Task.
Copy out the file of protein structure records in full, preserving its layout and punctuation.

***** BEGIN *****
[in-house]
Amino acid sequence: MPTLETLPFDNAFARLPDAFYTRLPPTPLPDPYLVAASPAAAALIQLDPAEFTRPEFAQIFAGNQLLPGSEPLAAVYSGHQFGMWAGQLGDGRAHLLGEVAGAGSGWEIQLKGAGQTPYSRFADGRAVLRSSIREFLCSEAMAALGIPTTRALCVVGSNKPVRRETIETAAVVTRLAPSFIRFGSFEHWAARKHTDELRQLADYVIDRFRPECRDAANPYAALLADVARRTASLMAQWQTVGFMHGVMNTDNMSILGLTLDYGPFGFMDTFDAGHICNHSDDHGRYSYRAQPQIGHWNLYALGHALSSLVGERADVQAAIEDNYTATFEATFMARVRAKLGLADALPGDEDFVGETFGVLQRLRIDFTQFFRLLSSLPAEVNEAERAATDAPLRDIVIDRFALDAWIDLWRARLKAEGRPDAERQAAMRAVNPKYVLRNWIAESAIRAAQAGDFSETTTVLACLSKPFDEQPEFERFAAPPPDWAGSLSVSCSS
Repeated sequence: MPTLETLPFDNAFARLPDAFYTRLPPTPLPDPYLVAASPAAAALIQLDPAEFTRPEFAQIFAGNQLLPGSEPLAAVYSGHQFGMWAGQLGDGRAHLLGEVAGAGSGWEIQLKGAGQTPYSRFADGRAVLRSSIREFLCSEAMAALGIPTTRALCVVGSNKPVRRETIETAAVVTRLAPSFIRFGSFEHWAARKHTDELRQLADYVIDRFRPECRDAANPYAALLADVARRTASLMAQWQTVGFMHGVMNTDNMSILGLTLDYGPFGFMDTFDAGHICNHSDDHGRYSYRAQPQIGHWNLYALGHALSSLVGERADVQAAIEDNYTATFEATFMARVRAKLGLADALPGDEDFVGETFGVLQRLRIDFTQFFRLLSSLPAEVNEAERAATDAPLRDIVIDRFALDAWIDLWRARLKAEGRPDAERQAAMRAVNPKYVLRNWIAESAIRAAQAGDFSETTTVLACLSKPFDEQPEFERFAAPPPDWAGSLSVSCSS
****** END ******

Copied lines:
[in-house]
Amino acid sequence: MPTLETLPFDNAFARLPDAFYTRLPPTPLPDPYLVAASPAAAALIQLDPAEFTRPEFAQIFAGNQLLPGSEPLAAVYSGHQFGMWAGQLGDGRAHLLGEVAGAGSGWEIQLKGAGQTPYSRFADGRAVLRSSIREFLCSEAMAALGIPTTRALCVVGSNKPVRRETIETAAVVTRLAPSFIRFGSFEHWAARKHTDELRQLADYVIDRFRPECRDAANPYAALLADVARRTASLMAQWQTVGFMHGVMNTDNMSILGLTLDYGPFGFMDTFDAGHICNHSDDHGRYSYRAQPQIGHWNLYALGHALSSLVGERADVQAAIEDNYTATFEATFMARVRAKLGLADALPGDEDFVGETFGVLQRLRIDFTQFFRLLSSLPAEVNEAERAATDAPLRDIVIDRFALDAWIDLWRARLKAEGRPDAERQAAMRAVNPKYVLRNWIAESAIRAAQAGDFSETTTVLACLSKPFDEQPEFERFAAPPPDWAGSLSVSCSS
Repeated sequence: MPTLETLPFDNAFARLPDAFYTRLPPTPLPDPYLVAASPAAAALIQLDPAEFTRPEFAQIFAGNQLLPGSEPLAAVYSGHQFGMWAGQLGDGRAHLLGEVAGAGSGWEIQLKGAGQTPYSRFADGRAVLRSSIREFLCSEAMAALGIPTTRALCVVGSNKPVRRETIETAAVVTRLAPSFIRFGSFEHWAARKHTDELRQLADYVIDRFRPECRDAANPYAALLADVARRTASLMAQWQTVGFMHGVMNTDNMSILGLTLDYGPFGFMDTFDAGHICNHSDDHGRYSYRAQPQIGHWNLYALGHALSSLVGERADVQAAIEDNYTATFEATFMARVRAKLGLADALPGDEDFVGETFGVLQRLRIDFTQFFRLLSSLPAEVNEAERAATDAPLRDIVIDRFALDAWIDLWRARLKAEGRPDAERQAAMRAVNPKYVLRNWIAESAIRAAQAGDFSETTTVLACLSKPFDEQPEFERFAAPPPDWAGSLSVSCSS